DarkSpyre, released in 1990, was in the forefront of the fantasy role playing genre. As such, the developer, James Namestka attempted to create a somewhat innovative game, breaking from some traditions of earlier game development. For the most part, the final product succeeded in giving the player a different type of playing field. The game features a real-time environment, single character development rather than a party of heroes and an unusual (at the time) interface where both the 3-D overhead map and the character screen are displayed at the same time, resulting in little or no interruptions to the flow of the game. Unlike many of the earlier role playing games, DarkSpyre begins with a character creation screen that is implemented via a story leading up to the quest, relying on player answers and decisions to questions. The result is an evolving character with unique traits that determine strengths, weaknesses and initial capabilities. The normal complement of attributes (strength, agility, endurance, accuracy, talent (for spellcasting), and power) are generated through one of three methods and the game also contains an option to let the computer randomly create a quickstart character. Standard role playing fare in the areas of armor, weapons that eventually dull or break, encumbrance limitations, denizens (from demons to the undead), traps and puzzles provide plenty of player interaction throughout the game. Spell casting is handled via a process where spells are upgraded to higher effectiveness as the player's proficiency level increases. Magic spells come in six categories: wizardry (offensive), conjuration (summoning other worldly beings), enchantment (protective), healing (health and attribute restoration), divination (informative) and sorcery (object and environmental). Throughout the game, twenty runestones of power, each possessing a particular magical trait that enhance various abilities (e.g., agility, endurance, discovery) can be found through exploration in addition to the five special runestones that represent man's five basic characteristics.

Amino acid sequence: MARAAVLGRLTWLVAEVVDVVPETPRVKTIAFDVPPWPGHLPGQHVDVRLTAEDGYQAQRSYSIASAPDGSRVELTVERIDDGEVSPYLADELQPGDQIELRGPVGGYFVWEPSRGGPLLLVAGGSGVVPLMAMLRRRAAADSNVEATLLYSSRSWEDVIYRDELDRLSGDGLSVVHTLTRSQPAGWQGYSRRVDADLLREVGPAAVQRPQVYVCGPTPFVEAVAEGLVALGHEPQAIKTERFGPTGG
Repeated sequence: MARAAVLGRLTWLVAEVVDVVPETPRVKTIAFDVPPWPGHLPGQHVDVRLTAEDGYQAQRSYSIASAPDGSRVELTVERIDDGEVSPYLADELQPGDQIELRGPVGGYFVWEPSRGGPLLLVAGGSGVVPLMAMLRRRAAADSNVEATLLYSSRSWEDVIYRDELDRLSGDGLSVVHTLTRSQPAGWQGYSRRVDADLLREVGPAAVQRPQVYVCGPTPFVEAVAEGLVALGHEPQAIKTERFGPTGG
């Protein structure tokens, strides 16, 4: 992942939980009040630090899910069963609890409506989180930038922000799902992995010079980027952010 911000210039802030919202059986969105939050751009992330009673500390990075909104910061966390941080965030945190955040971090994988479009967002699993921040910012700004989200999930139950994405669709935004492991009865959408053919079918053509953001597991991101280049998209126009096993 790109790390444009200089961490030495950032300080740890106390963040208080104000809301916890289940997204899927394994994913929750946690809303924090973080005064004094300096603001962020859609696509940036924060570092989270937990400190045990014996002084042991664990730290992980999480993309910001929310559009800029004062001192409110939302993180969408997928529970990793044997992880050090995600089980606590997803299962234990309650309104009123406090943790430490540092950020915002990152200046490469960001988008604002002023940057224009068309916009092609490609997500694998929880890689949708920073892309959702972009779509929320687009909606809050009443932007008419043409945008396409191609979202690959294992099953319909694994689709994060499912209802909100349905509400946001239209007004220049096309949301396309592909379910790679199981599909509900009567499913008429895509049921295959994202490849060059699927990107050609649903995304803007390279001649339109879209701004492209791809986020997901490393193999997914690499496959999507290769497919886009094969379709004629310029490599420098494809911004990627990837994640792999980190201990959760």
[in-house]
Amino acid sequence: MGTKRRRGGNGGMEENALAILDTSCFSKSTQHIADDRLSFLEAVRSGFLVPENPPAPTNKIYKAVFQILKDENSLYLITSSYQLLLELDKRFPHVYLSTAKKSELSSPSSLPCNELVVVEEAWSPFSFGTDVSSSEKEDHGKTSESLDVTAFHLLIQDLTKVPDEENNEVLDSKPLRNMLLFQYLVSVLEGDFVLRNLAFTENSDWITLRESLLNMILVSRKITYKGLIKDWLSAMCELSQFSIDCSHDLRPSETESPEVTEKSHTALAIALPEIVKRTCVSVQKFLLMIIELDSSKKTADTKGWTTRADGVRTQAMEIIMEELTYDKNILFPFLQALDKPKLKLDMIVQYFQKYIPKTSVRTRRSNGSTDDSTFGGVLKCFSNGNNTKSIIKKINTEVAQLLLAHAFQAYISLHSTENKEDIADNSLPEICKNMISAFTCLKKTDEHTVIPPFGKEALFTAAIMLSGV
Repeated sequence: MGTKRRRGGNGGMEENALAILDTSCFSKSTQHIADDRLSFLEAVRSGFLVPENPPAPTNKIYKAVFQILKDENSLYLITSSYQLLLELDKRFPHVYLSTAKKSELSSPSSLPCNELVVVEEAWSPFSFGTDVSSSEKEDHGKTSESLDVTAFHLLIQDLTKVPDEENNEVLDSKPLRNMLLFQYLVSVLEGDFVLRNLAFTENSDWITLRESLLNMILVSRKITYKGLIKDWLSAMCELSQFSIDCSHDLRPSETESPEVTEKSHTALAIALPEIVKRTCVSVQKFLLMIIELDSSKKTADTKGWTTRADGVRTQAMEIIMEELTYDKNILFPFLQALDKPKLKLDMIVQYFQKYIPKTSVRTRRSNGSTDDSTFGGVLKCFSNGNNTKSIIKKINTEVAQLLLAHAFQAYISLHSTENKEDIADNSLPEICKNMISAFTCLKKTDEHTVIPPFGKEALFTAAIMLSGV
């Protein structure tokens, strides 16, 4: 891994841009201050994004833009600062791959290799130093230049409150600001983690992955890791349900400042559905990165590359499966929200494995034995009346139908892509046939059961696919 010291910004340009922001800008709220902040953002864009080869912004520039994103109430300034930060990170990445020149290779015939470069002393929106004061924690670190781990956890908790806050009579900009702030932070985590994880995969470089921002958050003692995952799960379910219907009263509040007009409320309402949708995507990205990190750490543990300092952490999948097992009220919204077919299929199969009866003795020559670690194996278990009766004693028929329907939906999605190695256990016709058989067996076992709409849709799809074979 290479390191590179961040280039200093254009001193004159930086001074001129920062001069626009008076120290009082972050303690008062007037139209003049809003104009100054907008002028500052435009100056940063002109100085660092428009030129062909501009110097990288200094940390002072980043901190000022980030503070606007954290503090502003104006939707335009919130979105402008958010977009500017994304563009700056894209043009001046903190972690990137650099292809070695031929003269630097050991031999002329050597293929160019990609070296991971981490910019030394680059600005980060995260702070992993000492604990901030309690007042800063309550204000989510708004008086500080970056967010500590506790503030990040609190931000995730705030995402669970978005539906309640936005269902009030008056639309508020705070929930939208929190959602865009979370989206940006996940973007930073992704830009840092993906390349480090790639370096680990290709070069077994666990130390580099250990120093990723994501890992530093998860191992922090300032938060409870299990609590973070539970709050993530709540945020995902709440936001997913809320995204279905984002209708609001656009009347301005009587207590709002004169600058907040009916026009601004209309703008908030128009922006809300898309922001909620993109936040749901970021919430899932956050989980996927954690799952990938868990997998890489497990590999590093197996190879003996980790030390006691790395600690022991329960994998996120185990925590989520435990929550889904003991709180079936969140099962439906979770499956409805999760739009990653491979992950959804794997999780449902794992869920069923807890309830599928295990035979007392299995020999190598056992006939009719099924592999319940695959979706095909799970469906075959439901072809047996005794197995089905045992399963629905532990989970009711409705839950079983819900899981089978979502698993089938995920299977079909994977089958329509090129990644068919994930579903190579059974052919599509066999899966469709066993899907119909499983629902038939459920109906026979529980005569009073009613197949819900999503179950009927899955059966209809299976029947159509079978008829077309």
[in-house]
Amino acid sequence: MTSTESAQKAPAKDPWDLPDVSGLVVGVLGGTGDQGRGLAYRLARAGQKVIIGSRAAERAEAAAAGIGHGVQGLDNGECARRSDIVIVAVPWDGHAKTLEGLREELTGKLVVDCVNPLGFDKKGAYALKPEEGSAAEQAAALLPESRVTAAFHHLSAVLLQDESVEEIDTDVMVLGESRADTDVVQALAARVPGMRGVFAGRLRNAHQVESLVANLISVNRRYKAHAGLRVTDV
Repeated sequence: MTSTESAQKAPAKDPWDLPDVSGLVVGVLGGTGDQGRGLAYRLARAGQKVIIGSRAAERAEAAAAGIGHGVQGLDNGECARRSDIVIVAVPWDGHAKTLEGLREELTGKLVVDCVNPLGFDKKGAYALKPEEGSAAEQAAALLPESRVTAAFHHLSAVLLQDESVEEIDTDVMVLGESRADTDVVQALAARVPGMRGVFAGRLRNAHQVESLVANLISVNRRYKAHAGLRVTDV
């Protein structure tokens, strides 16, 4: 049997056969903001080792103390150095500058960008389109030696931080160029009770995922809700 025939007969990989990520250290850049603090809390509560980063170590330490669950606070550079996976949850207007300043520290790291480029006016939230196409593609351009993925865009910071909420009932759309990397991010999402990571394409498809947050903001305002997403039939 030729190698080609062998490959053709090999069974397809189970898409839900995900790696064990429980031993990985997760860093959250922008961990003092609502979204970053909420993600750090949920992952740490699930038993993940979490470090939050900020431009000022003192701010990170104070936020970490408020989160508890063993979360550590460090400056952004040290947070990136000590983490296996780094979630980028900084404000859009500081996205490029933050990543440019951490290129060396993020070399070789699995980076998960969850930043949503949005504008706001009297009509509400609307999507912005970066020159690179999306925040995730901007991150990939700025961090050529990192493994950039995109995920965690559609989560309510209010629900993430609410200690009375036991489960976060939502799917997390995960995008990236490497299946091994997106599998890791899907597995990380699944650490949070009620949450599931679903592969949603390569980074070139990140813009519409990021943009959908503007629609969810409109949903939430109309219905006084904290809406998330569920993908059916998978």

A 15-page novelette is included in the Hero's Guide (the DarkSpyre instruction booklet) that gives a detailed background leading up to the time of the quest. Much use of the scratch pad (a thick packet of graph paper) will be required by the player as there is no auto-mapping feature in the game. Combat can be confusing and tough to master since it's carried out in real-time but the amount of combat varies significantly from level to level. Levels are attained through the discovery of the runestones and the ability to rush ahead needs to be tempered by the realization that your character will need all the experience points he can muster. Commands are functionally logical in the game and the interface is reasonably simple to operate with the added bonus of having your character on-screen at all times (no clicking over to screens such as weapon-selection, inventory or attribute recaps). Obviously, DarkSpyre's visual presentation is primitive in respect to current (1998) standards but retains a certain appeal as does the game's approach to a fantasy world of mayhem, survival and the designer's stated objective: fun.
Graphics: Somewhat blocky and limited in a manner reminiscent of most early 90's games but passable
Sound: Sound effects and music are adequate and enhance the atmosphere rather than detract.
Enjoyment: Well developed sense of player involvement through constant change and varied challenges with repetitious actions kept at a minimum.
Replay Value: Although character generation can be computer-random or player-developed, resulting in different approaches to task completion, the basics of the game remain the same in terms of requirements to complete levels and the ultimate goal.
It's a role-playing game, where you take on the role of an bold hero who ventures into a 50 levels tower named Darkspyre, full of riddles and monsters. Features a rather interesting spellcasting system and a Gauntlet-like visual from above.
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